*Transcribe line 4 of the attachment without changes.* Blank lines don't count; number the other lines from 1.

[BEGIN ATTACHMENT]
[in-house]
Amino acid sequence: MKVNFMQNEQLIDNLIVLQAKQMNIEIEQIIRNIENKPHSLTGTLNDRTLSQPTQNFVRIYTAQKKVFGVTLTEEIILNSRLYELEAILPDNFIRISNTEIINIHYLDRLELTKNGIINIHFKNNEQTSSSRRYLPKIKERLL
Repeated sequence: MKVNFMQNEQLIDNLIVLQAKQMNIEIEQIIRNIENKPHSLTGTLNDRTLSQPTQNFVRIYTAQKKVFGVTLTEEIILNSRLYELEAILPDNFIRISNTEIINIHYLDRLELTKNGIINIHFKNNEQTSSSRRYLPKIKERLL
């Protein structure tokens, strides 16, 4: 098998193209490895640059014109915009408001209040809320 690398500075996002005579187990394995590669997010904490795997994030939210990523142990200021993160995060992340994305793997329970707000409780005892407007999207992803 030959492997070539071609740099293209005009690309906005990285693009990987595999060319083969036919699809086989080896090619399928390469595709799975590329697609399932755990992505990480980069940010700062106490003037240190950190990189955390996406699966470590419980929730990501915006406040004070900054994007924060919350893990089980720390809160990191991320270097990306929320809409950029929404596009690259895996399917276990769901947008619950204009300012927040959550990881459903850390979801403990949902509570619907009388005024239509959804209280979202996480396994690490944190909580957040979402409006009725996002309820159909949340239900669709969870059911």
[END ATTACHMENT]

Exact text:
């Protein structure tokens, strides 16, 4: 098998193209490895640059014109915009408001209040809320 690398500075996002005579187990394995590669997010904490795997994030939210990523142990200021993160995060992340994305793997329970707000409780005892407007999207992803 030959492997070539071609740099293209005009690309906005990285693009990987595999060319083969036919699809086989080896090619399928390469595709799975590329697609399932755990992505990480980069940010700062106490003037240190950190990189955390996406699966470590419980929730990501915006406040004070900054994007924060919350893990089980720390809160990191991320270097990306929320809409950029929404596009690259895996399917276990769901947008619950204009300012927040959550990881459903850390979801403990949902509570619907009388005024239509959804209280979202996480396994690490944190909580957040979402409006009725996002309820159909949340239900669709969870059911």